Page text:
LONDON REVIEW: Rabot 1745, Borough Market
By Helen Wright
- Price before wine and tip £66 for two people (three courses)
- House wine £12
- Food type Contemporary
- Best dish Yorkshire pudding filled with cacao glazed pulled pork, white chocolate mash and cacao red wine jus, £8 (starter)
- Is booking required? Not required, but recommended
- Dress code Smart casual
Until Rabot 1745 opened in November 2013 my knowledge of ‘Cocoa Cuisine’ didn’t extend any further than having a Galaxy Ripple for dinner because I was too lazy to go to Tesco. When I heard posh choccie chain Hotel Chocolat were opening a restaurant in foodie favourite Borough Market, I was curious to find out what kind of gastro delights could possibly be dreamt up in such a well-heeled Wonka kitchen.
The restaurant is named after the company’s Rabot Estate cocoa plantation in St Lucia, which dates back to 1745 and has a menu created by Chef, Jon Bentham. In a time where celebrity chefs are having a ‘moment’ Jon Bentham has been quietly building a reputation as executive chef at celeb-favourite Toucan restaurant on the island of St Lucia. Having trained with some of Britain’s biggest cooking talents including Brian Clivas, Gary Rhodes and Tom Kerridge, Yorkshire born Jon has now brought his Caribbean influenced skills home to feed to a wanton London crowd who are always hungry for new and exciting tucker.
As it turns out, ‘cacao infused’ dishes aren’t really the fine dining equivalent of Cadbury’s Marvellous Creations that I was expecting (think spag bol with some M&Ms thrown in and a side of Yorkie ice cream). Instead, we are offered a classy menu featuring common favourites such as beef and Yorkshire pud, risotto and mac’n’cheese, all with an elegant hint of cocoa. Essentially, each item has just enough chocolate to know it’s hidden in there but not too much that you leave feeling like a five-year-old at a birthday party.
Sugar rush aside, the slow cooked lamb shoulder (£18) is so creamy it almost slides off your fork like melting lava and virtually evaporates in your mouth. The meat is pre-marinated in cocoa balsamic vinegar which brings out the tender flavour and served with white chocolate mash to juxtapose the wine gravy.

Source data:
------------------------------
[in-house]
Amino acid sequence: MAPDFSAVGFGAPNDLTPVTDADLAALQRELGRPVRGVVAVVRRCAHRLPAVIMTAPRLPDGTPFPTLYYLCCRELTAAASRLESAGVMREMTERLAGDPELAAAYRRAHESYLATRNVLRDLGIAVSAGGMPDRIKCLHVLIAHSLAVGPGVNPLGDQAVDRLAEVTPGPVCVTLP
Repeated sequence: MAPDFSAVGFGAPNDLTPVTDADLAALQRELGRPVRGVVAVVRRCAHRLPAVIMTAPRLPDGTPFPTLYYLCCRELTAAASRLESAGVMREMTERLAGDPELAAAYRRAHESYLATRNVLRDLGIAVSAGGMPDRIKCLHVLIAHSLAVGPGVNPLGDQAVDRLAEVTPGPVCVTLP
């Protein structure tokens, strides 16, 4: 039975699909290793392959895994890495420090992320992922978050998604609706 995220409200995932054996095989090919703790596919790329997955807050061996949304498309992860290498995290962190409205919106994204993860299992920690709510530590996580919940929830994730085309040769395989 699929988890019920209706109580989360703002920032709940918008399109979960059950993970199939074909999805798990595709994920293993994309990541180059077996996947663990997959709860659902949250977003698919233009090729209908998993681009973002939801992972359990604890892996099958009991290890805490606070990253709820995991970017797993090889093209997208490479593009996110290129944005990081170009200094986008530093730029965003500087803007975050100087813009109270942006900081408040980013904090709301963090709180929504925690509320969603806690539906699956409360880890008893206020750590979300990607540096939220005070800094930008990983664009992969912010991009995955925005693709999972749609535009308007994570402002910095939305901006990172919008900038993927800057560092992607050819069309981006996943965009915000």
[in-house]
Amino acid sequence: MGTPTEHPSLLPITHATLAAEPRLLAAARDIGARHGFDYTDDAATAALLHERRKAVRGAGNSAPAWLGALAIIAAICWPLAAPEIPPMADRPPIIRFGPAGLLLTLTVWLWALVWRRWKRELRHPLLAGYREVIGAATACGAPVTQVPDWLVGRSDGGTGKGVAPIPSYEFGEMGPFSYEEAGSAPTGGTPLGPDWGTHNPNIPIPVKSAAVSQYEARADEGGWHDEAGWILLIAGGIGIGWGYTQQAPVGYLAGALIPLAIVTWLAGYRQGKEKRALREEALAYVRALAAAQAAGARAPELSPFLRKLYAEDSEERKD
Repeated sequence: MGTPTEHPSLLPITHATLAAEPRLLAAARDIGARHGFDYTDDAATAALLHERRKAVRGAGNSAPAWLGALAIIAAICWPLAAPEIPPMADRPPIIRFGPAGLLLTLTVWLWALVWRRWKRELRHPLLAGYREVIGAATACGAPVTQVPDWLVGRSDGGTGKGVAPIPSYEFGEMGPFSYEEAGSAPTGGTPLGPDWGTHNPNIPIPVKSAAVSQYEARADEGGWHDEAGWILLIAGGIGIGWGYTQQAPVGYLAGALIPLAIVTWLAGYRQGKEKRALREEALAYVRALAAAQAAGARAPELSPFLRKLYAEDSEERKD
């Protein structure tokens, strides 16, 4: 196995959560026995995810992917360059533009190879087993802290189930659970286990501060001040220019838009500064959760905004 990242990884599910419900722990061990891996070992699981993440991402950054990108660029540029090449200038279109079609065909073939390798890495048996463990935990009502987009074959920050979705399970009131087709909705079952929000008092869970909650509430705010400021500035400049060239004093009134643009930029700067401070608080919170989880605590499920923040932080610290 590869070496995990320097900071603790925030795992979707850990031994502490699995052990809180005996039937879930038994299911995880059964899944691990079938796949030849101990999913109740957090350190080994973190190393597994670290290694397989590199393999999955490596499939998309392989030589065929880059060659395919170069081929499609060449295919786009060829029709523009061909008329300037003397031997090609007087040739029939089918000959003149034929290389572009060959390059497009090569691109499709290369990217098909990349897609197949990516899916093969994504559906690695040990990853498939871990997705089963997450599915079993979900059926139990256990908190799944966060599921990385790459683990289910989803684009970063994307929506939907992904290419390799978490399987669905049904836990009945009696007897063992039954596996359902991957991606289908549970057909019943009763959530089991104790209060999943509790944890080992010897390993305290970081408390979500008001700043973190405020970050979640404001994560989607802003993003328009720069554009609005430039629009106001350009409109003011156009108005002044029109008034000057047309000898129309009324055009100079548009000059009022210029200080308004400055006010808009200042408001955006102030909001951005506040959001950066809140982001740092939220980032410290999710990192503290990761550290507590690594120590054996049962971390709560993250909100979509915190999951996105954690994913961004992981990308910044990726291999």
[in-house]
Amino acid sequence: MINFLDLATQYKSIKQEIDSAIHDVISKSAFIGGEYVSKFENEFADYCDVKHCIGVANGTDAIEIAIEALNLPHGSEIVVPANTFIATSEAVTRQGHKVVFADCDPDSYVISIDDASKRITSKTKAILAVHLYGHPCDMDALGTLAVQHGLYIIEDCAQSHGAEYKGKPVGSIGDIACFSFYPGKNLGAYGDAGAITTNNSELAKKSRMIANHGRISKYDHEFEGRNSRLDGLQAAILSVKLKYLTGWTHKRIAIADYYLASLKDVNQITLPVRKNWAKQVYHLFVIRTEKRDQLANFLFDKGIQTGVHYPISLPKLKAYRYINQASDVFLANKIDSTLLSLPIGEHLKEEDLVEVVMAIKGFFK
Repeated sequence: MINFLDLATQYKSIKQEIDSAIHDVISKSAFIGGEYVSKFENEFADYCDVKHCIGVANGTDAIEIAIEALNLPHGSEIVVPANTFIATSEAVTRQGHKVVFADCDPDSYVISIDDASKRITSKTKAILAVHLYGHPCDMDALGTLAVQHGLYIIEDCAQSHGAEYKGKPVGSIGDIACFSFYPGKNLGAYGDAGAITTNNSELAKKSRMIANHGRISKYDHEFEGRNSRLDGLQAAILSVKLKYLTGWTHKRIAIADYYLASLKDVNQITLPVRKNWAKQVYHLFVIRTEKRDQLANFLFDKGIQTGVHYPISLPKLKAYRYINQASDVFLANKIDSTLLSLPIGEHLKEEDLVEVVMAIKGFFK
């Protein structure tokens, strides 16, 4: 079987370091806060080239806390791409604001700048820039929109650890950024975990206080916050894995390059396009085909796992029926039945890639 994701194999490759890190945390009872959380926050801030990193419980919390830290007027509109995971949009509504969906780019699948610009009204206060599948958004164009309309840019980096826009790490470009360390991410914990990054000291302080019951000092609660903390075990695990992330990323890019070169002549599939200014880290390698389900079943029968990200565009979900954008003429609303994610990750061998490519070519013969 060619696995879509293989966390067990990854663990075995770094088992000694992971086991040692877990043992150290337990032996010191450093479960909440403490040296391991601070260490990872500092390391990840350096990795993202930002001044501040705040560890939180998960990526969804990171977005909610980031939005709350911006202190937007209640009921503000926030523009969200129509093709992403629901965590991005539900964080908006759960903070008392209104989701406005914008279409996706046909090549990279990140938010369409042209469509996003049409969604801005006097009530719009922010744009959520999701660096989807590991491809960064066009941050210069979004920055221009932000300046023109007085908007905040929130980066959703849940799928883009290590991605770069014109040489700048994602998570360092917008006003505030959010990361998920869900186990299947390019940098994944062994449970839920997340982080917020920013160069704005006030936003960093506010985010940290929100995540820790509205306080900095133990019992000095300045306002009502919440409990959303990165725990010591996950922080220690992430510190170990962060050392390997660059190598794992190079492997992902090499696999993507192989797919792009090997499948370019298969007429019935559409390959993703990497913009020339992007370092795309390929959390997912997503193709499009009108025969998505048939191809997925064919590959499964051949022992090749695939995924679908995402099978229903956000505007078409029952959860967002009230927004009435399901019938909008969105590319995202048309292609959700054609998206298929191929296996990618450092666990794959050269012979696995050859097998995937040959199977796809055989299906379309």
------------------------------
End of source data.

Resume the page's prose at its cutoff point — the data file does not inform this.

My mini roast beef starter (£8) was the highlight with all the foodgasmic highlights of a blow out Sunday lunch in one easily manageable portion. Cut into the crispy Yorkshire pud and out pours a scoop of creamy mash. Food heaven.
The restaurant itself has a small, chic cabin style dining room with all the interiors built from reclaimed wood and materials. It’s light, breezy and cool with a few cute corners if you’re after date night intimacy. For groups, the asymmetric terrace which looks over Borough Market is one of London’s hidden gems, ideal if you want to join the locals for an after-work Cocoa Martini (Rabot Martini, £9).
To sample the delights but spend a little less, Saturday brunch is a good shout – give the mac and cheese pie a whirl. Wild mushrooms, vintage cheddar, leeks and truffle-cacao oil, (£15) is the hangover cure of champions.
2-4 Bedale Street, Borough Market, London SE1,
020 7378 8226.
Open all week, lunch noon-2.30pm (11am-3pm Sun); dinner 6-10.30pm (10pm Mon-Wed).
What we had:
Yorkshire pudding filled with cacao glazed pulled pork, white chocolate mash and cacao red wine jus, £8
Cacao dressed asparagus salad with soft boiled egg, new season peas, cacao pulp cheese and sourdough croutes, £8
Nine-hour braised lamb shoulder, cacao balsamic glaze, new season pea puree and cacao garlic mash, £18
The pork shack – cacao crust pork cutlet, summer bean cassoulet, garden mint, cocoa sauce, £16
Salted caramel cremeux, 72% chocolate mousse, Brittany shortbread, £8
Trio of tasting bars, £10 for three or £3.75 each
(The Gin Bar • 79% Dark • 65% Supermilk)
CÔTES DU RHÔNE, Domaine Perrin, Rhône, France 2011, £19